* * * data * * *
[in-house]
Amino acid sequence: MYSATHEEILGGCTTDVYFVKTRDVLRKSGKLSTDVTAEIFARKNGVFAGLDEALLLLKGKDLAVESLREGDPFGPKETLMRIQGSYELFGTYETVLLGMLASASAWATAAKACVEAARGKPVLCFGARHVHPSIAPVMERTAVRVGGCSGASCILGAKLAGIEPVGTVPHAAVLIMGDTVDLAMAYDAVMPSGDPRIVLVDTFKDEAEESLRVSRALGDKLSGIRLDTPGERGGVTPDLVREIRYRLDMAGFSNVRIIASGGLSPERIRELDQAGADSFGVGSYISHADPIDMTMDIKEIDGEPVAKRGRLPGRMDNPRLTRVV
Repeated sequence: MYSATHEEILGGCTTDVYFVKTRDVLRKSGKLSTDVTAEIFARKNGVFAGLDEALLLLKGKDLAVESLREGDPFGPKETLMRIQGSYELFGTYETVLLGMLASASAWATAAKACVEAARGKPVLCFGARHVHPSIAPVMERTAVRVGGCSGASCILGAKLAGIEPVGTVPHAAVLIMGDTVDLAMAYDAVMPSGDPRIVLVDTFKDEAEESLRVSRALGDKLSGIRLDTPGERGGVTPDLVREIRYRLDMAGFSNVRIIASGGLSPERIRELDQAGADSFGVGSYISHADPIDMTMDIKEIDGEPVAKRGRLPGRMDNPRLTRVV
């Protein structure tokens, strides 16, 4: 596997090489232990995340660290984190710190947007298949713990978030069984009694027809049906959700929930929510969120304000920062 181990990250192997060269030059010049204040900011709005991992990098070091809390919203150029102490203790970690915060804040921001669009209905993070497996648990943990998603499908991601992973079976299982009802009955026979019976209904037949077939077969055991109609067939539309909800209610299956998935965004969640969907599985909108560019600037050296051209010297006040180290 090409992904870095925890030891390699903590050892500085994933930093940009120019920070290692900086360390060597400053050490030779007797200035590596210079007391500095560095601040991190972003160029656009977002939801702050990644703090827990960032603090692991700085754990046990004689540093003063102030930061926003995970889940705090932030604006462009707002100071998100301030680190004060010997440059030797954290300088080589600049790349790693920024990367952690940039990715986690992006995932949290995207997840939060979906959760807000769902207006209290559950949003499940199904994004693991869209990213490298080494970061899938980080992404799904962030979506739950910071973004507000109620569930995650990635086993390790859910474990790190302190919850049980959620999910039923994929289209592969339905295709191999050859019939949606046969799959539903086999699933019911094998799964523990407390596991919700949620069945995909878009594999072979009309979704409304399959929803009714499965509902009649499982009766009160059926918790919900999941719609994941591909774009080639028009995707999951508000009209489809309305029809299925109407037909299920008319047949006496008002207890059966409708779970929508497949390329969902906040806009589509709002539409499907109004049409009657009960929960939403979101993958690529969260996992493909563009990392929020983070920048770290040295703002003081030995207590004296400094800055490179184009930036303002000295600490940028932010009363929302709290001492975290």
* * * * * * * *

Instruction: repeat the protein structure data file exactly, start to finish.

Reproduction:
[in-house]
Amino acid sequence: MYSATHEEILGGCTTDVYFVKTRDVLRKSGKLSTDVTAEIFARKNGVFAGLDEALLLLKGKDLAVESLREGDPFGPKETLMRIQGSYELFGTYETVLLGMLASASAWATAAKACVEAARGKPVLCFGARHVHPSIAPVMERTAVRVGGCSGASCILGAKLAGIEPVGTVPHAAVLIMGDTVDLAMAYDAVMPSGDPRIVLVDTFKDEAEESLRVSRALGDKLSGIRLDTPGERGGVTPDLVREIRYRLDMAGFSNVRIIASGGLSPERIRELDQAGADSFGVGSYISHADPIDMTMDIKEIDGEPVAKRGRLPGRMDNPRLTRVV
Repeated sequence: MYSATHEEILGGCTTDVYFVKTRDVLRKSGKLSTDVTAEIFARKNGVFAGLDEALLLLKGKDLAVESLREGDPFGPKETLMRIQGSYELFGTYETVLLGMLASASAWATAAKACVEAARGKPVLCFGARHVHPSIAPVMERTAVRVGGCSGASCILGAKLAGIEPVGTVPHAAVLIMGDTVDLAMAYDAVMPSGDPRIVLVDTFKDEAEESLRVSRALGDKLSGIRLDTPGERGGVTPDLVREIRYRLDMAGFSNVRIIASGGLSPERIRELDQAGADSFGVGSYISHADPIDMTMDIKEIDGEPVAKRGRLPGRMDNPRLTRVV
């Protein structure tokens, strides 16, 4: 596997090489232990995340660290984190710190947007298949713990978030069984009694027809049906959700929930929510969120304000920062 181990990250192997060269030059010049204040900011709005991992990098070091809390919203150029102490203790970690915060804040921001669009209905993070497996648990943990998603499908991601992973079976299982009802009955026979019976209904037949077939077969055991109609067939539309909800209610299956998935965004969640969907599985909108560019600037050296051209010297006040180290 090409992904870095925890030891390699903590050892500085994933930093940009120019920070290692900086360390060597400053050490030779007797200035590596210079007391500095560095601040991190972003160029656009977002939801702050990644703090827990960032603090692991700085754990046990004689540093003063102030930061926003995970889940705090932030604006462009707002100071998100301030680190004060010997440059030797954290300088080589600049790349790693920024990367952690940039990715986690992006995932949290995207997840939060979906959760807000769902207006209290559950949003499940199904994004693991869209990213490298080494970061899938980080992404799904962030979506739950910071973004507000109620569930995650990635086993390790859910474990790190302190919850049980959620999910039923994929289209592969339905295709191999050859019939949606046969799959539903086999699933019911094998799964523990407390596991919700949620069945995909878009594999072979009309979704409304399959929803009714499965509902009649499982009766009160059926918790919900999941719609994941591909774009080639028009995707999951508000009209489809309305029809299925109407037909299920008319047949006496008002207890059966409708779970929508497949390329969902906040806009589509709002539409499907109004049409009657009960929960939403979101993958690529969260996992493909563009990392929020983070920048770290040295703002003081030995207590004296400094800055490179184009930036303002000295600490940028932010009363929302709290001492975290």